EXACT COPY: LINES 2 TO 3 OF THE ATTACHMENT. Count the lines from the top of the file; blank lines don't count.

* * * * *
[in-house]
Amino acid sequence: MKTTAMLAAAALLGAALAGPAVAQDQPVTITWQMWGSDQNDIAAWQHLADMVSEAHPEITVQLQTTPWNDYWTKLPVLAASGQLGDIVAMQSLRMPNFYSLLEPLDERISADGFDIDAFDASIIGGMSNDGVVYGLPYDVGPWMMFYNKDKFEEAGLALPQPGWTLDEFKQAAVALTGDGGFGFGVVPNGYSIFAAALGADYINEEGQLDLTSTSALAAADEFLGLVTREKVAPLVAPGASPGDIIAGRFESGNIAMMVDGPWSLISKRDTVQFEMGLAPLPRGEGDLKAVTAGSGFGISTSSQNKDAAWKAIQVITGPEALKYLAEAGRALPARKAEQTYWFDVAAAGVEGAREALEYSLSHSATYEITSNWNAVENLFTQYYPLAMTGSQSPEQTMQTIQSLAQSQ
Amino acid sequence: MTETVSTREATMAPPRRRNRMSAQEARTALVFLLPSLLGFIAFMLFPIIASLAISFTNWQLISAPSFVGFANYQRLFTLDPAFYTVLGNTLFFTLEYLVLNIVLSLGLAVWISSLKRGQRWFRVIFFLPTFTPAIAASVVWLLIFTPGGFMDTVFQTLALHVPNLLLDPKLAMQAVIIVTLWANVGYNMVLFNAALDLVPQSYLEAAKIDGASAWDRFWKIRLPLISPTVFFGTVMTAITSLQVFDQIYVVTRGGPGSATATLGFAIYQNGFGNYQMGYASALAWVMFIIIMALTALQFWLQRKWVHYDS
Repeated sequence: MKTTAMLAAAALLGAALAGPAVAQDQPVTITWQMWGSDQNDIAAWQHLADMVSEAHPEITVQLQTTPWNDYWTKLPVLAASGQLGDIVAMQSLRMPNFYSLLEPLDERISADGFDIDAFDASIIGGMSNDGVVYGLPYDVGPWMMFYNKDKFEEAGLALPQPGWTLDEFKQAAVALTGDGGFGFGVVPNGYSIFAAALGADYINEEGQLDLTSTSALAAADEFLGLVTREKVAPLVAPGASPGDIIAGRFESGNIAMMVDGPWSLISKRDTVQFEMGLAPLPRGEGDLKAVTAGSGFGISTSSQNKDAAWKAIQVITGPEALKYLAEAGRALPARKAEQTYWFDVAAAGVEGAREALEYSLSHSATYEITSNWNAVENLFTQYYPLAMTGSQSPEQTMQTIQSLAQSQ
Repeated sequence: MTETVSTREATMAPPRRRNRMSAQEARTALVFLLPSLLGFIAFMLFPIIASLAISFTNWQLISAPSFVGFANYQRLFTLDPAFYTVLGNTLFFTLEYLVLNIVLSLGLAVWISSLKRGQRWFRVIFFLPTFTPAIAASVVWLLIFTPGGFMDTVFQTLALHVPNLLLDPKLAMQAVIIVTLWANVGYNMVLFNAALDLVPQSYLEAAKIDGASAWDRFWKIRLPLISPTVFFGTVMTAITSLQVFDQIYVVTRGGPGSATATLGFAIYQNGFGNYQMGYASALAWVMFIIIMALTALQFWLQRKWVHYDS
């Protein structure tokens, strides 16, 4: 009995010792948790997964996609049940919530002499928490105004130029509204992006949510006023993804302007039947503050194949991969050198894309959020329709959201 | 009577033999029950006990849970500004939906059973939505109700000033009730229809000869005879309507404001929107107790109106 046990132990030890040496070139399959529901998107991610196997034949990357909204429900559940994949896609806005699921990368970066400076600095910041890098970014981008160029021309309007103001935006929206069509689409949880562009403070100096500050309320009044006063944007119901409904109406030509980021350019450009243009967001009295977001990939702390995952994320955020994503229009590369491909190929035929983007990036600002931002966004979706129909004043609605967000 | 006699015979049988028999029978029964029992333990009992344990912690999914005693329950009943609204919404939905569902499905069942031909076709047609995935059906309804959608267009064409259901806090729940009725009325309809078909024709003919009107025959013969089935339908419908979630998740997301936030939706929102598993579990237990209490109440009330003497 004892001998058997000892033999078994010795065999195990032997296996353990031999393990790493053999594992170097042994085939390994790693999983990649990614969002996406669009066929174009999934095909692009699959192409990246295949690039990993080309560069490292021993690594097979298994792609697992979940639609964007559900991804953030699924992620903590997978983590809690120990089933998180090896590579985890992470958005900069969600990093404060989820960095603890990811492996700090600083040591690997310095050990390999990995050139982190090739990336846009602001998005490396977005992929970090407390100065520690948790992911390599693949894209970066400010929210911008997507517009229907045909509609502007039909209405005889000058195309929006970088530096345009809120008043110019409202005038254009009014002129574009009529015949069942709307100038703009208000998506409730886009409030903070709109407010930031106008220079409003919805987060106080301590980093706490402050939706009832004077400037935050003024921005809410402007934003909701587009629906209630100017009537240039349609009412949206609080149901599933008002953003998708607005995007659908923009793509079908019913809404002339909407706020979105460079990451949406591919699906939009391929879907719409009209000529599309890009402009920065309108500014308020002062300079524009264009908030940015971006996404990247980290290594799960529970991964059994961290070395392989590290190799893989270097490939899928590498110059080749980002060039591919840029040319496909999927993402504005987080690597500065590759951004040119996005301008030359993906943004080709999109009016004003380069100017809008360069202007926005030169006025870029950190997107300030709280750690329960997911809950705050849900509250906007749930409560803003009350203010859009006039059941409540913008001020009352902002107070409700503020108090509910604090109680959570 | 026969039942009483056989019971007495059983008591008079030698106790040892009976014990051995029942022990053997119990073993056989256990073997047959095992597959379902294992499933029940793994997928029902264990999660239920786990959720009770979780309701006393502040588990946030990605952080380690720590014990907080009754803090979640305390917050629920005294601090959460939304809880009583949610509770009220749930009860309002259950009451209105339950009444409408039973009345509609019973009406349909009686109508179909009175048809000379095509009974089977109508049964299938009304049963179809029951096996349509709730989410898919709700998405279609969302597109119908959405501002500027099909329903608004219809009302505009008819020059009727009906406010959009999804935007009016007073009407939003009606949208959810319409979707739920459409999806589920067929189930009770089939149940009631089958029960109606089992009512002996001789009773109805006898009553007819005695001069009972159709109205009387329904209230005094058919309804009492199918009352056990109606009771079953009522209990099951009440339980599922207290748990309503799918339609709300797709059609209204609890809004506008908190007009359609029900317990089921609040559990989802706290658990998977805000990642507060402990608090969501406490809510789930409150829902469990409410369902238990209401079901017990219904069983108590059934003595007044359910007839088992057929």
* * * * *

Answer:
Amino acid sequence: MKTTAMLAAAALLGAALAGPAVAQDQPVTITWQMWGSDQNDIAAWQHLADMVSEAHPEITVQLQTTPWNDYWTKLPVLAASGQLGDIVAMQSLRMPNFYSLLEPLDERISADGFDIDAFDASIIGGMSNDGVVYGLPYDVGPWMMFYNKDKFEEAGLALPQPGWTLDEFKQAAVALTGDGGFGFGVVPNGYSIFAAALGADYINEEGQLDLTSTSALAAADEFLGLVTREKVAPLVAPGASPGDIIAGRFESGNIAMMVDGPWSLISKRDTVQFEMGLAPLPRGEGDLKAVTAGSGFGISTSSQNKDAAWKAIQVITGPEALKYLAEAGRALPARKAEQTYWFDVAAAGVEGAREALEYSLSHSATYEITSNWNAVENLFTQYYPLAMTGSQSPEQTMQTIQSLAQSQ
Amino acid sequence: MTETVSTREATMAPPRRRNRMSAQEARTALVFLLPSLLGFIAFMLFPIIASLAISFTNWQLISAPSFVGFANYQRLFTLDPAFYTVLGNTLFFTLEYLVLNIVLSLGLAVWISSLKRGQRWFRVIFFLPTFTPAIAASVVWLLIFTPGGFMDTVFQTLALHVPNLLLDPKLAMQAVIIVTLWANVGYNMVLFNAALDLVPQSYLEAAKIDGASAWDRFWKIRLPLISPTVFFGTVMTAITSLQVFDQIYVVTRGGPGSATATLGFAIYQNGFGNYQMGYASALAWVMFIIIMALTALQFWLQRKWVHYDS